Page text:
• Next, apply a shaving cream or gel. While foam/gel from a can is convenient and effective, an even better alternative is to apply a high quality shaving soap or cream from a tube or tub and apply with a shaving brush. Use of a shaving brush helps to exfoliate as well as helping to lift the hairs more effectively. It also infuses the cream with water to create a richer lather than would be possible with fingers alone.
  • Use a razor with a sharp blade. Change blades or throw away disposable razors after 5 to 7 shaves to help minimize irritation. Note that more blades is not necessarily better. A high quality single razor blade (such as those used in double edge safety razors) will shave skin at the level of the skin rather than below the skin which leads to irritation.
  • Keep skin taut and shave lightly (do not push razor hard against face) to prevent nicks.
  • Be sure to shave in the direction that the hair grows. While shaving against the grain may give you a closer shave, it is a prime reason for redness, shaving bumps, and ingrown hairs.
  • Rinse face with cool water and apply moisturizing aftershave or facial moisturizer.

If you have questions or concerns about caring for your skin, you should make an appointment to see a dermatologist.

Already Proactive With Your Skin Care?

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If you are on board with sunscreen, antioxidant and retin A and are looking for a boost think about adding a growth factor. Tensage was featured in the April 2013 issue of the Journal of Drugs in Dermatology. It utilizes the unique SCA Technology, a growth factor, to slow and reverse the visible signs of aging. SCA is a naturally occurring SECRETION OF THE CRYPTOMPHALUS
ASPERSA. Scientists observed that the Cryptomphalus aspersa (a species of snail), following an injury, produced this secretion to repair its skin in as little as 24 hours.

http://biopelle.net/2013/04/tensage-featured-in-the-april-issue-of-the-journal-of-drugs-in-
dermatology/

How Much Topical Medication to Apply

topical-medicationIf you have visited Austin Dermatology Associates recently, there is a good chance that you have been prescribed a topical medication, whether it be a cream, ointment, gel, or lotion. But patients don’t always know how much of these topical medications to apply. If too little is used, the medication may not be as effective as it could be. Should too much be applied, there is an increased risk of irritation or other side effects as well as a higher treatment cost as the medicine runs out more quickly.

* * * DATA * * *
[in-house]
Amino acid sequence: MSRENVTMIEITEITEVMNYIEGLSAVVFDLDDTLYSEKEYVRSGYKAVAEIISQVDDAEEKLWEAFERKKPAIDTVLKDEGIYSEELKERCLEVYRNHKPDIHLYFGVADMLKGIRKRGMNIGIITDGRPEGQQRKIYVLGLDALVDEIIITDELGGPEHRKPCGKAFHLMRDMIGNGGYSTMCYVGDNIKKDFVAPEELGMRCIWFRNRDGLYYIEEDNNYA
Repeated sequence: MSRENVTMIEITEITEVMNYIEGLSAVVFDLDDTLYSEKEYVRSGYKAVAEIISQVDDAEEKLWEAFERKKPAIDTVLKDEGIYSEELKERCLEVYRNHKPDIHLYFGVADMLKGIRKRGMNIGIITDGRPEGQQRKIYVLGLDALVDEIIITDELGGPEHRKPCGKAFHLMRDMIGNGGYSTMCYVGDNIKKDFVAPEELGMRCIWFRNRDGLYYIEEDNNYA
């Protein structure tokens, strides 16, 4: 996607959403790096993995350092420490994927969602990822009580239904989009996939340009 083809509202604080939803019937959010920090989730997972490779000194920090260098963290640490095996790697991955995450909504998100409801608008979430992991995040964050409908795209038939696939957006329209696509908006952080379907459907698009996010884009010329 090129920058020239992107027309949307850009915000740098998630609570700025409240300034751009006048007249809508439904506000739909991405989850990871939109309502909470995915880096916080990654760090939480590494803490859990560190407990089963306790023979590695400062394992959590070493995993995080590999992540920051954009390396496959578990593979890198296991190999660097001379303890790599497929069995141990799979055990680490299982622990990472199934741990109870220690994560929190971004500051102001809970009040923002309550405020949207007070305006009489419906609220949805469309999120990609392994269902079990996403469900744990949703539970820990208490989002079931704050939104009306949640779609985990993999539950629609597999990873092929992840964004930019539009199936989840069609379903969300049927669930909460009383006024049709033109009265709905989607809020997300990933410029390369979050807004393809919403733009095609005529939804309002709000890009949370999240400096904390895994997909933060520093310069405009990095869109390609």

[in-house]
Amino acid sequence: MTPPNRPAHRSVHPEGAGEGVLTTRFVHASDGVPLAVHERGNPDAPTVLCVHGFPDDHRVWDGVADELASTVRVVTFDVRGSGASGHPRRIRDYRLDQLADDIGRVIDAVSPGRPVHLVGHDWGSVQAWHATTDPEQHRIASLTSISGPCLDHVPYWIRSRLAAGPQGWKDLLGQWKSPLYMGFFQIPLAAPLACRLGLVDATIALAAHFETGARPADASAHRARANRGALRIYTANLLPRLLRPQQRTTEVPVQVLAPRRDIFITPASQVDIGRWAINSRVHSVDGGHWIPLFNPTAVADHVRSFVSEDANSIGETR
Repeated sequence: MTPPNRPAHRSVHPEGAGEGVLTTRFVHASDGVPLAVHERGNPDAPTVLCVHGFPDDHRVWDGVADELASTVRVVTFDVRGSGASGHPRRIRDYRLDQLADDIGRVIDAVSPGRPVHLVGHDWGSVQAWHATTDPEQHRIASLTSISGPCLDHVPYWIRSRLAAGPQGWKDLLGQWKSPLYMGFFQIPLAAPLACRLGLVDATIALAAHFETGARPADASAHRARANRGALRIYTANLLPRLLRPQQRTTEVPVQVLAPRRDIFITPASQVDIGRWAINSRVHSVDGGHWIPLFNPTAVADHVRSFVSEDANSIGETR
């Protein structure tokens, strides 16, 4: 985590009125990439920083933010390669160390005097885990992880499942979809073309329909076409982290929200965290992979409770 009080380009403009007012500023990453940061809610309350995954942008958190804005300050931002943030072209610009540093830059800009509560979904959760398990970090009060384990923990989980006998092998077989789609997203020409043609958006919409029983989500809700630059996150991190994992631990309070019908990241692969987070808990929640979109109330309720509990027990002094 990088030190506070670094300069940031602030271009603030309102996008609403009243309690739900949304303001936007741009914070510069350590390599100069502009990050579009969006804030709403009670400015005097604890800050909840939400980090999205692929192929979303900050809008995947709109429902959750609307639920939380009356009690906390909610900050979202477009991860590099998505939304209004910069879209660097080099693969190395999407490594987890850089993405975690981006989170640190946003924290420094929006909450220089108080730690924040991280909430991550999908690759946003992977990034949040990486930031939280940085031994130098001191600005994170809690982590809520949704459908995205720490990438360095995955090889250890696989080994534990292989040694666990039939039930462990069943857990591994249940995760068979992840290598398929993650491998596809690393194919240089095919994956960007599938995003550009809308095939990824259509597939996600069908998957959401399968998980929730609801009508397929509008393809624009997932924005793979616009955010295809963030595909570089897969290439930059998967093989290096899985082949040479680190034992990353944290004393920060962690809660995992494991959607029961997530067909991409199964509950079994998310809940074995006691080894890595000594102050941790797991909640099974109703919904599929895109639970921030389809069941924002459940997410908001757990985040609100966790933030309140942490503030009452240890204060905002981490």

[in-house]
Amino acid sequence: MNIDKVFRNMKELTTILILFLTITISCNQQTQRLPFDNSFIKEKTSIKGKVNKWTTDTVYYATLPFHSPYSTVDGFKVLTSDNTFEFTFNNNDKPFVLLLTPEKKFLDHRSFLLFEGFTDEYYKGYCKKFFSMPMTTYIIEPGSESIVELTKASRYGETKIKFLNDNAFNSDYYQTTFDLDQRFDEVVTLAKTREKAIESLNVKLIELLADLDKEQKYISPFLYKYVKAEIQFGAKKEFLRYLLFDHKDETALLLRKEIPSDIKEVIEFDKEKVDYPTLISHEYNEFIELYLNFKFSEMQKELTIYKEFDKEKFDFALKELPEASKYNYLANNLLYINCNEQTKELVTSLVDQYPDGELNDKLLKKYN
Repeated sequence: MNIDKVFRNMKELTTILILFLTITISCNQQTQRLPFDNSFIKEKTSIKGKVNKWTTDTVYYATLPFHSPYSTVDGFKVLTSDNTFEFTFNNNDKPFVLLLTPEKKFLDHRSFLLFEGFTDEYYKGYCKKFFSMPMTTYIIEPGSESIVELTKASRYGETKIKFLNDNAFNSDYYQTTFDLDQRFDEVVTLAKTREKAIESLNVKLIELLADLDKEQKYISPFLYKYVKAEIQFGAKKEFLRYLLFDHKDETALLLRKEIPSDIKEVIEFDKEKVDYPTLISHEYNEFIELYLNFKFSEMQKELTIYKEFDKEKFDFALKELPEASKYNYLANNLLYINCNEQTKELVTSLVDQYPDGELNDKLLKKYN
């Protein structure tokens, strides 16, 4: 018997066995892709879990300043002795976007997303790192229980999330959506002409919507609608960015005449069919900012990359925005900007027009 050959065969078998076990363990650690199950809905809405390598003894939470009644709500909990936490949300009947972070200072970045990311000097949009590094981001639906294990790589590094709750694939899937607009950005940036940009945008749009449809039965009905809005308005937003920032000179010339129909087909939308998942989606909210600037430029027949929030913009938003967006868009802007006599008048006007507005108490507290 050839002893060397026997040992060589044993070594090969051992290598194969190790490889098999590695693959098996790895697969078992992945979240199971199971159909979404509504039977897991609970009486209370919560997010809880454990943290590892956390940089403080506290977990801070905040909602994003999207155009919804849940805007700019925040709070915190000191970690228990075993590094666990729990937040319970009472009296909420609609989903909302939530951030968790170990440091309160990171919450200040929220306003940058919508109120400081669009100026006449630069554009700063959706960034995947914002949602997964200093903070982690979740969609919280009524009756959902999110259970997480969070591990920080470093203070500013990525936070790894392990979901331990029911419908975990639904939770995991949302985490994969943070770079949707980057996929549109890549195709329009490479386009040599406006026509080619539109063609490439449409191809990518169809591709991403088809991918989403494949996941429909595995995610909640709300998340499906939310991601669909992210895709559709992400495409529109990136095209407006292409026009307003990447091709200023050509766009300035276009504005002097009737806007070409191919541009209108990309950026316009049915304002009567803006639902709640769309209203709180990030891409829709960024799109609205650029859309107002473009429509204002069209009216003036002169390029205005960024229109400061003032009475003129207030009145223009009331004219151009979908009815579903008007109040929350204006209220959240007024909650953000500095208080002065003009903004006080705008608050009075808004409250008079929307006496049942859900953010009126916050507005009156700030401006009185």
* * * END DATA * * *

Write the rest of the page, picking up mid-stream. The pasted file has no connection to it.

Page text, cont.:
To help patients figure out how much medicine to apply, dermatologists developed an easy-to-use approach called the “fingertip unit.” A fingertip unit equals the amount of medicine that you can spread on your fingertip, as shown in the photo below, taken from the American Academy of Dermatology website.

Each part of the body requires a specific number of fingertip units. For example, if you have a rash on most of your scalp, you need to apply three fingertip units of medicine to your scalp. If the rash covers most of your elbow, you’d apply one fingertip unit.

The next time you need to apply topical medicine to your skin, you may reference the table below. It designates how many fingertip units to apply to each part of the body where the medication is indicated.

AREA TO BE TREATED NO. OF FINGERTIP UNITS
Scalp 3
Face & Neck 2.5
One Hand (front & back) – including fingers  1
One Entire Arm – including entire hand 4
Elbow (psoriasis covers most of elbow) 1
Both Soles 1.5
One Foot (top & bottom) – including toes 1.5
One Entire Leg – including entire foot 8
Buttocks 4
Knees (psoriasis covers most of knee) 1
Trunk (from bottom of neck to hipbones) 8
Genitals 0.5

 

Chart reproduced from the Psoriasis Guidelines of Care developed by the American Academy of Dermatology. (Menter A, Korman NJ, et al.“Guidelines of care for the management of psoriasis and psoriatic arthritis.” J Am Acad Dermatol 2009;60:643-59.)

Did You Know that Routine Sunscreen Use Can Decrease the Signs of Aging?

A recent study out of Australia shows that consistent use of sunscreen can slow the aging process. The study included 903 adults under the age of 55 that were followed for 4.5 years. Patients who applied sunscreen once daily saw 24% less skin aging. We love Elta formulations. They are cosmetically elegant and fragrance free.

http://www.usatoday.com/story/news/nation/2013/06/03/sunscreen-skin-aging/2384615/